Formally Laid Off Unemployed Person, Current Proud Founder of The Not So Book Club Book Cub

 

Is This Cheating? (…Cause This Feels Like Cheating)

Image

Audiobooks Vs. Actual Books. Does it still count as reading the book if you never actually read the book?

Back when I was in high school, I worked at my town’s local library. Looking back at the job, it was probably one of the best (if not the best) jobs I’ve ever had. I say that because retrospectively, no other job allowed me to flip through interesting books all day (even though I suppose I did that on the sly). I would spend my afternoons organizing shelves, checking out what books patrons were taking out, and covering (or re-covering) books with plastic so that they always looked and felt fresh (but that’s where it ended, because no matter how many times you cover a book in new plastic, you could never cover up that old-book stink).

Of all the things I did at the library, my favorite days were the ones I’d spend in the back room, creating art for the windows. I don’t remember how I earned that job, or how often I was tasked with a new window, but I do remember spending hours in that back room—piecing together construction paper, lining my work with thick black sharpie, and blowing through glue stick after glue stick as I organized the shapes like a puzzle in order to create different scenes. And for all the time I spent alone working on these murals, the time felt like it flew by. This could have been because of amount of fun I had creating these pieces, but I also think it was what I listened to while I worked, that made it fly. Because this was a library, I had complete access to the CDs and DVDs that were in stock, and I used that unlimited access to monopolize the Harry Potter audiobooks.

Image

The only remaining picture of my brief career as an 18 year old construction paper artist.

Every shift, I would place one of the disks into the little boom box we kept in the back and get completely wrapped up in the wizarding world. In his slightly-Americanized English accent, the melodic voice of Harry Potter narrator Jim Dale would quietly guide me through the books, chapter after chapter, shift after shift.

But for all the hours I spent listening to these books over and over, I never felt as though I were reading the stories. When I talk about the series with friends (and yes, I roll with a crowd where this conversation comes up at least once a year), I never count the times I’ve listened to the stories when someone asks how many times I’ve read the books. I mean, why would I? My eyes never saw a single word of Rowling’s writing, my mind never gave voice to the words of the characters, and I never exhausted my eyes to the point where I’d fall asleep mid chapter.

But with that said, it never felt right to not include my listening sessions because so much of my listening experience was the same as my reading experience. Just as if I were reading the books myself, I experienced every word of Rowling’s writing and I watched every scene play out in my mind. Just like reading, I felt emotional during the exciting parts and nervous during the finale scenes. Essentially, I felt all the same things I would have, had I been reading the book.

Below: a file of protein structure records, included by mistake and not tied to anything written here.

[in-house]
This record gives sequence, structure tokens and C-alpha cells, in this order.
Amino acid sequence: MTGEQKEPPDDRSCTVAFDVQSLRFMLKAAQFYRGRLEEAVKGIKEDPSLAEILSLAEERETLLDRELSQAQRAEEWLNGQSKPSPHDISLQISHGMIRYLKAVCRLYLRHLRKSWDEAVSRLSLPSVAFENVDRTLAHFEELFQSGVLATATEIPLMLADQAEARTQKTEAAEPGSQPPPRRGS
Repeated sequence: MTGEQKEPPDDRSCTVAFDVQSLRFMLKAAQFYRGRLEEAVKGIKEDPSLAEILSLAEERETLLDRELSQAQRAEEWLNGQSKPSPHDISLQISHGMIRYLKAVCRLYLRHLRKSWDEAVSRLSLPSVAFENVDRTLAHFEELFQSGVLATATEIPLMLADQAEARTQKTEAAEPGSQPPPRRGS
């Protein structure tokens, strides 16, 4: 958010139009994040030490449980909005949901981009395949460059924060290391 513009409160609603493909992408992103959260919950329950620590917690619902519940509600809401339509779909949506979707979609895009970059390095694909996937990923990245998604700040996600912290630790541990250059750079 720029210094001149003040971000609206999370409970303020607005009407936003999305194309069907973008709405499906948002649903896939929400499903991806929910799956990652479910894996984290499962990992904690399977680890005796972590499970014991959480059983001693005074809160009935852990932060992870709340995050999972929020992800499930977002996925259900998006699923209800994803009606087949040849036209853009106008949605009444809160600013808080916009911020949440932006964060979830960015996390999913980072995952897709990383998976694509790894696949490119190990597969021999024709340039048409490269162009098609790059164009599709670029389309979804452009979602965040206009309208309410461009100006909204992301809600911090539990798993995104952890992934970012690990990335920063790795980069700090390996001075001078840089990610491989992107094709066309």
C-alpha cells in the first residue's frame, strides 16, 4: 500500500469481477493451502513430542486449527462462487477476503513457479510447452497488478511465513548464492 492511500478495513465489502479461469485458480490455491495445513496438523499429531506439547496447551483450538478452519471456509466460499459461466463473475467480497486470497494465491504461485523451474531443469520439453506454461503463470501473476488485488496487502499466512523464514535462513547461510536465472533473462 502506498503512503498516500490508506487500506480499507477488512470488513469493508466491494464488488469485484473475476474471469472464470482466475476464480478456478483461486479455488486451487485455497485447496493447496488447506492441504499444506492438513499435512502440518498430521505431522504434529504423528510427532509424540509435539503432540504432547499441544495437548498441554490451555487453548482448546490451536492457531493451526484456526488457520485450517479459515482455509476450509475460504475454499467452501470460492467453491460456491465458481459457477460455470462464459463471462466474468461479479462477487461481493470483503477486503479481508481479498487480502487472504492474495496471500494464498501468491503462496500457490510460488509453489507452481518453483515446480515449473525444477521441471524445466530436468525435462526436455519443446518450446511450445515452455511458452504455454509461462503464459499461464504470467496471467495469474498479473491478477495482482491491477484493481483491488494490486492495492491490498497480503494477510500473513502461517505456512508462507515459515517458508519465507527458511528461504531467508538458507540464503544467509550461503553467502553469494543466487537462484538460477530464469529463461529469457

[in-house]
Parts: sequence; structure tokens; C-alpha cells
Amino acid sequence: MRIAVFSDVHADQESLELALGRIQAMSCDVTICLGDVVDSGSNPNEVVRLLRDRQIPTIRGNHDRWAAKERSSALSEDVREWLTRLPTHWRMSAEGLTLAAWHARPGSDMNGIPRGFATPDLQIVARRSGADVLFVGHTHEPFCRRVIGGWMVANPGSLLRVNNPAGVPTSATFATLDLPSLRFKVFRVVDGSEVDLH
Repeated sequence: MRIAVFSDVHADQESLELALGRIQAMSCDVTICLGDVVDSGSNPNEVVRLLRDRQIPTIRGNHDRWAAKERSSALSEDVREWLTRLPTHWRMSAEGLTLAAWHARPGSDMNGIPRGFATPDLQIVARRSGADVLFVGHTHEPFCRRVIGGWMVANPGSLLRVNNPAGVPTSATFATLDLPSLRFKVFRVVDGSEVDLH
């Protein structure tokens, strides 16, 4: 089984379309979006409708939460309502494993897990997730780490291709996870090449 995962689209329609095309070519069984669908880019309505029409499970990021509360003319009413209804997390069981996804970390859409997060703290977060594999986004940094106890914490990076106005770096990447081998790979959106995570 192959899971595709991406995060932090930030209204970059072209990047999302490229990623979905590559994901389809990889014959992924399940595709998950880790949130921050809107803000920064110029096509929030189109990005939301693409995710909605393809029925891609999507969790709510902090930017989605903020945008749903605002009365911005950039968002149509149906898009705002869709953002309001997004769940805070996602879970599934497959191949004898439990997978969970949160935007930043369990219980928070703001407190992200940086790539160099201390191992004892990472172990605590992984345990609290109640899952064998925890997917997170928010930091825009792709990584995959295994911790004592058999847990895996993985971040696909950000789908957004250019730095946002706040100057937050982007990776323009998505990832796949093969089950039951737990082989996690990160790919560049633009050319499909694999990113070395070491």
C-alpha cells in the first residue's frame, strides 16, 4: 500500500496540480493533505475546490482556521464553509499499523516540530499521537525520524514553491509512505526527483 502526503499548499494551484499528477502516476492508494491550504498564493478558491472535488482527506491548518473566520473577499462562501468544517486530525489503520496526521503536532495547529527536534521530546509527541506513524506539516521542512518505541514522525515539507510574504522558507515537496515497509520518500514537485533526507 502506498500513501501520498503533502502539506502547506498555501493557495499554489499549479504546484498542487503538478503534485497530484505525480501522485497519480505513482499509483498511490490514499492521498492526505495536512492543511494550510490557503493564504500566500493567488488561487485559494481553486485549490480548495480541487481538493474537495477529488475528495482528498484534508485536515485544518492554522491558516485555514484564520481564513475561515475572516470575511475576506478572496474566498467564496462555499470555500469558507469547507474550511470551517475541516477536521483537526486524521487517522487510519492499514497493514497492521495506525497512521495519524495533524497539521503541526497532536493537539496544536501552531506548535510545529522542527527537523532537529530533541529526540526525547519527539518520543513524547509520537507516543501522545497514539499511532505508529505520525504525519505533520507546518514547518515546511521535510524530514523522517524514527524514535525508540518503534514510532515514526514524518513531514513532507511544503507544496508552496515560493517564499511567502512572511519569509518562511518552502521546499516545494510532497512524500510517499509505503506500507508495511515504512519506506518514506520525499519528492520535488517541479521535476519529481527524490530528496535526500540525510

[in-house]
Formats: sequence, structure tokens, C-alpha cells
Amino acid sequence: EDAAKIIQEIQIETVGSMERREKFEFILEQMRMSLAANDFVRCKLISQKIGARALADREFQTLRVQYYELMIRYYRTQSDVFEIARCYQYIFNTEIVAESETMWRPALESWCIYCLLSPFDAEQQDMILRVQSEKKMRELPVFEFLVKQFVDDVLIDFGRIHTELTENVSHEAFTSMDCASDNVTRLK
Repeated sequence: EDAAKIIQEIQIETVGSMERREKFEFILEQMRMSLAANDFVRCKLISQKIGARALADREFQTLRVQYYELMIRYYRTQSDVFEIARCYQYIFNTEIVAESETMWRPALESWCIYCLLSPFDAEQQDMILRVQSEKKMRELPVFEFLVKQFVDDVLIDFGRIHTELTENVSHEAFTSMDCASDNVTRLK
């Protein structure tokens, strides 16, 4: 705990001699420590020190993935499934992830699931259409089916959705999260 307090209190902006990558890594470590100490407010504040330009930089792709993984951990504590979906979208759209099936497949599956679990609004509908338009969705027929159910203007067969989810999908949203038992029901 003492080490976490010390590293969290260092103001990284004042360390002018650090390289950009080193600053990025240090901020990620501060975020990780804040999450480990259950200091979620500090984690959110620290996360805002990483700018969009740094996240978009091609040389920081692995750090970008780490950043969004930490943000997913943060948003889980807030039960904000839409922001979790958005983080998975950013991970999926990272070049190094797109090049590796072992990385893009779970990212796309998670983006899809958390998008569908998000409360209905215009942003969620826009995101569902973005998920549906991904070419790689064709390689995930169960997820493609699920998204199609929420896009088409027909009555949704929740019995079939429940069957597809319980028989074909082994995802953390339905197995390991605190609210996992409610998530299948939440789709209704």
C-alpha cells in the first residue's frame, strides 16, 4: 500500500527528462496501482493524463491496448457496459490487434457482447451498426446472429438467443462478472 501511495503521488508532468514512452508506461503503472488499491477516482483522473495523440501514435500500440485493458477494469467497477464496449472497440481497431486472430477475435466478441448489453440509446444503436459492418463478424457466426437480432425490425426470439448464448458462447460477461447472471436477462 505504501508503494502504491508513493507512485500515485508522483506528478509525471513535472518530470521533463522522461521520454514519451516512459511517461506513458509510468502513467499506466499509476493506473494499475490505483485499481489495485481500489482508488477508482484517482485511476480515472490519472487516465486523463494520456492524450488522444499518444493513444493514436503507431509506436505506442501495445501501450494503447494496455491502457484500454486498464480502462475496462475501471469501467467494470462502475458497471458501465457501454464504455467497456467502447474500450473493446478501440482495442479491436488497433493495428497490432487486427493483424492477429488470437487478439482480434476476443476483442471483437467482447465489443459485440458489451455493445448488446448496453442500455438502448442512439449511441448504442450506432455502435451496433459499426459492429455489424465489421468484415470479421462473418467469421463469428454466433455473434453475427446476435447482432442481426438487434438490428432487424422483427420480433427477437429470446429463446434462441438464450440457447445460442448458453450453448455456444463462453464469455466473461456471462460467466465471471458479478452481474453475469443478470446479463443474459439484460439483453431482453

So should it count as reading the book? Or am I cheating the book? 

A few years ago, this question came up when I tried to read Jane Austen’s Pride and Prejudice. Trying to read that book was an epic failure. With too much time spent on only three chapters worth of progress, I turned to the audiobook—and it helped… significantly. Although I experienced her language through my earbuds instead of on the page, it was fulfilling. For a while there, I even felt influenced by her writing style, as I found myself mimicking a certain type of grace in my work emails that had not been there prior (which was… awkward, but only because I was emailing people that clearly had no time for grace or beauty in their writing. They were NYS Medicare employees and they refused to read anything over 5 sentences long). I got all the positive side effects of reading a beautiful classic book, without having to actually read it.

Image

This popped up in my Google search for “Jane Austen writing” and I can’t help but wish this were a real line from Pride and Prejudice.

This month, under the insistence of NSBCBC podcast panelist Amanda, I dipped my foot in the audiobook pool yet again, in order to “read” David Sedaris’ Let’s Explore Diabetes with Owls. (Side note: I tried to illegally download it because I didn’t want to wait for the library copy to arrive, and I didn’t want to pay the $20 it cost on i tunes. However, my foray into small time crime didn’t pay because I immediately downloaded a virus that took days to get out of my computer. Oy… never again.) Anyway, the experience thus far has been pretty great (aside from that virus business) and it has me thinking—perhaps this is the way some authors need to be absorbed. For example, a friend of mine tried to read this book and didn’t love it, but now that I’ve heard the audiobook, maybe she would have enjoyed it had she heard the author’s delivery of the text instead. His voice, his pauses, his pronunciation—it all adds so much to the stories that I’m not sure they’d be as rewarding without him.